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Say, I create a Hermitian complex signal using,

import numpy as np
t = np.arange(-4, 4)
z = np.exp(1j * t)

Here z should be a complex signal with Hermitian Symmetry, as you can see below.

In [2]: t
Out[2]: array([-4, -3, -2, -1,  0,  1,  2,  3])

In [3]: z
Out[3]:
array([-0.65364362+0.7568025j , -0.98999250-0.14112001j,
       -0.41614684-0.90929743j,  0.54030231-0.84147098j,
        1.00000000+0.j        ,  0.54030231+0.84147098j,
       -0.41614684+0.90929743j, -0.98999250+0.14112001j])

But when I take the Fourier Transform of this signal, I don't get a real spectrum,

In [8]: np.fft.fft(z)
Out[8]:
array([-1.38531768+0.7568025j, -7.02599565+0.7568025j,
        2.57935201+0.7568025j,  0.93952139+0.7568025j,
        0.41344309+0.7568025j,  0.08151870+0.7568025j,
       -0.22205190+0.7568025j, -0.60961892+0.7568025j])

However, when I take the Hermitian FFT using the hfft function, I get

In [10]: np.fft.hfft(z[:5])
Out[10]:
array([-1.38531768, -7.02599565,  2.57935201,  0.93952139,  0.41344309,
        0.0815187 , -0.2220519 , -0.60961892])

This is the real component of the result I got using the regular fft function. I don't understand what I am doing wrong here. Shouldn't fft be giving a result with a zero or almost-zero imaginary component when the input is Hermitian?

I feel like I am doing something wrong here regarding how the signal is presented to fft.

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You are facing the practical problem of representing a noncausal signal in a programs such as Matlab, Octave, or Python. These programs, in their default, assume that all represented sequences begin at time-index $n=0$.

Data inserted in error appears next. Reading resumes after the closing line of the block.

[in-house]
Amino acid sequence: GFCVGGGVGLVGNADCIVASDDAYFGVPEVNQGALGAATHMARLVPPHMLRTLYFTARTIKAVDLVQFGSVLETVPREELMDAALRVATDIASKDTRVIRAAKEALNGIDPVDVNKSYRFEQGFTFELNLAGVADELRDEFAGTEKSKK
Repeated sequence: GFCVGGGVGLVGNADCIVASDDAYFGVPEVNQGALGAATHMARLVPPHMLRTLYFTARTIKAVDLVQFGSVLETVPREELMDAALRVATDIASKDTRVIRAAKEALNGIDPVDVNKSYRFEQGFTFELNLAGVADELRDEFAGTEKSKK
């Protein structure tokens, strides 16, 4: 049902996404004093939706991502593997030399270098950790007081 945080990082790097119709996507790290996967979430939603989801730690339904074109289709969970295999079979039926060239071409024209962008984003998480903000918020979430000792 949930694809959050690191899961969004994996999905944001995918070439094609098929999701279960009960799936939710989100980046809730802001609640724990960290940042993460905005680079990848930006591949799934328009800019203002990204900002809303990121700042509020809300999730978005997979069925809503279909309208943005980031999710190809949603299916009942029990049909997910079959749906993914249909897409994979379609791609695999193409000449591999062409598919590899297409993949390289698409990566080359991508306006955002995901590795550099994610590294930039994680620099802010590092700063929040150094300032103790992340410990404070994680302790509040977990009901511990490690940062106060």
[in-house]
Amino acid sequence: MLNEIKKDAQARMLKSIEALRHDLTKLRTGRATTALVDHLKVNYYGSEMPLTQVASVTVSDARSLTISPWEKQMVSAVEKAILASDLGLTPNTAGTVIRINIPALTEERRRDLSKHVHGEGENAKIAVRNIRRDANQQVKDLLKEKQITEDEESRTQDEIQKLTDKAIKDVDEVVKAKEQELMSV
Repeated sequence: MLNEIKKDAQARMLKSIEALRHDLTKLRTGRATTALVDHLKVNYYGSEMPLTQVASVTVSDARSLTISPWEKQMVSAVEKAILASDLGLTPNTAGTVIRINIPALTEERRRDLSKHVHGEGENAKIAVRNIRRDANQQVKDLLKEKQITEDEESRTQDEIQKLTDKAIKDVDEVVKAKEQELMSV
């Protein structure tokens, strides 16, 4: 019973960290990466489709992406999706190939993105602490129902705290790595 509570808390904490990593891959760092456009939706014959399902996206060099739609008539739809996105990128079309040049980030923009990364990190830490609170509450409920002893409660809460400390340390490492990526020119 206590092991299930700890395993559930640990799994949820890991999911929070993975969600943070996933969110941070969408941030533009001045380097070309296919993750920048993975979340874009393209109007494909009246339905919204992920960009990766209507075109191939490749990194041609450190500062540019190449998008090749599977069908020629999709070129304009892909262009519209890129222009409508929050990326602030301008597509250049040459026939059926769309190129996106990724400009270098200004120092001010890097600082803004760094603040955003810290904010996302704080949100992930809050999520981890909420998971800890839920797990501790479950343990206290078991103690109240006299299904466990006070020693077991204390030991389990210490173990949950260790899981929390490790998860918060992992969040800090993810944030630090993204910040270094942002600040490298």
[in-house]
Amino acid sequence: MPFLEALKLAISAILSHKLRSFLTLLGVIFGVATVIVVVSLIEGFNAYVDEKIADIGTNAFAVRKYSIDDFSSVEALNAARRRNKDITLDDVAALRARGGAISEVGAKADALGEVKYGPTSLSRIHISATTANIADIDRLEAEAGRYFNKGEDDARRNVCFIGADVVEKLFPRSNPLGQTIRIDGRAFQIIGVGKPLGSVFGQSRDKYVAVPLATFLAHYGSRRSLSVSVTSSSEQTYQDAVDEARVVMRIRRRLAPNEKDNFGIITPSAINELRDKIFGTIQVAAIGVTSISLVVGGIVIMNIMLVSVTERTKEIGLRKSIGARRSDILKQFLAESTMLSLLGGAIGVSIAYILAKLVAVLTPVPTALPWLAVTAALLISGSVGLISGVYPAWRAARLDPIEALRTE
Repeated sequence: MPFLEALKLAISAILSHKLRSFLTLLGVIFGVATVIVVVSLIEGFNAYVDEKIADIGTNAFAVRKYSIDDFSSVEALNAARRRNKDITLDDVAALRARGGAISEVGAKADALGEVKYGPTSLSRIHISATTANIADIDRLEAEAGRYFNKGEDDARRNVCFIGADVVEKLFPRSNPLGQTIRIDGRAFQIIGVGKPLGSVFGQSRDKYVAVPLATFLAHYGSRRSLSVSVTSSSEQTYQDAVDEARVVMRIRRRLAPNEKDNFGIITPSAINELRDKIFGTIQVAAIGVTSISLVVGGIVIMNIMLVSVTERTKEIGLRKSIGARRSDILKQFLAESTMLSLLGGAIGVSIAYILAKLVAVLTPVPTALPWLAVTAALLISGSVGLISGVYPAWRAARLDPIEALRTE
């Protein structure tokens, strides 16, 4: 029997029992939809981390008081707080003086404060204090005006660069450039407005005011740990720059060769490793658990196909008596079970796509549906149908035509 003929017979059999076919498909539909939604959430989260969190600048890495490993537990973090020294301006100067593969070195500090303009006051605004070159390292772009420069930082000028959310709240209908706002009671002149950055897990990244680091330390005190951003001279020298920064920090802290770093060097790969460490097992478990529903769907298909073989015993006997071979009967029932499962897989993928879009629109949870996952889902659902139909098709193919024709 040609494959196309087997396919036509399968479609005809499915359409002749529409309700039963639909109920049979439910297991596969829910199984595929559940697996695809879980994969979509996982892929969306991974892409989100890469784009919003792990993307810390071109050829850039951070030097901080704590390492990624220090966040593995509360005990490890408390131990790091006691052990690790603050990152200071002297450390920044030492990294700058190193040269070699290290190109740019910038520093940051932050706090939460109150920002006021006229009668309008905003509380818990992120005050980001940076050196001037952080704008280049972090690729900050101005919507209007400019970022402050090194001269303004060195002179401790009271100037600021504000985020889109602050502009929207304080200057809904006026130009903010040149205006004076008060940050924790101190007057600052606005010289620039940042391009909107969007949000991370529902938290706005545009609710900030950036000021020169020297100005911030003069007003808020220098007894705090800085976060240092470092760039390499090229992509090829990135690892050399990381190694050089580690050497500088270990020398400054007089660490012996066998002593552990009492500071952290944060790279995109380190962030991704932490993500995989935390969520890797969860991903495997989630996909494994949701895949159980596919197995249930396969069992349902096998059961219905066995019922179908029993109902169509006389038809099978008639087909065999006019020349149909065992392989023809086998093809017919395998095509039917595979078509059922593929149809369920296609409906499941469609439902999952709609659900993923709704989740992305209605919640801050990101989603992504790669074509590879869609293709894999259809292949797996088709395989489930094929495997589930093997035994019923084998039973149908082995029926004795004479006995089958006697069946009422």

Therefore, a Hermitian symmetric sequence ( $x[n] = x^*[-n]$ for all $n$ ) , which begins at $n=-4$, and ends at $n=4$, will lose this symmetry when interpreted in those programs. The effect is a shift of the signal to the right by $4$ for your particular example.

Hence, what you have compouted is not the FFT of the original symmetric sequence $x[n] = e^{j n}$, but a shifted, non-symmetric, sequence $w[n] = x[n-4]$. Using the DTFT / DFT time-shift property, we see what is actually computed as : $$ W(e^{j\omega}) = e^{-j4\omega} X(e^{j\omega}) \tag{1} $$ and $$ W[k] = e^{-j4 \frac{2\pi}{N} k} X[k] ~~~~~ , ~~\text{ for } ~~~k=0,1,...,N-1 \tag{2}$$

Where $N$ is the length of the sequences $x[n]$ and its DFT $X[k]$.

Therefore, eventhough the DTFT / DFT of the desired sequence $x[n]$ has zero imaginary part, as an Hermitian symmetric signal would have, the practically computed $W[k]$ has nonzero imaginary part.

If you wish, you can obtain the non-zero phase samples of the desired DFT $X[k]$ of $x[n]$, from the computed DFT $W[k]$ of $w[n]$, with the following:

$$ X[k] = e^{j 4 \frac{2\pi}{N} k} W[k] ~~~~ ,~~\text{ for } k=0,1,...,N-1 \tag{3}$$

The following MATLAB code demonstrates the issue:

% Demonstrates the Hermitian symmetry and its handling in Matlab/Octave/Python
% environments...

a = -4;
b = +4;
n = [a:b];
x = exp(1j*n);      % Samples of Hermitian symmetrix input: x[k] = x[-k]*

figure,stem( imag( exp(-1j*2*pi*a*[0:(b-a)]/(b-a+1)).*fft(x) ));

The output is:

enter image description here

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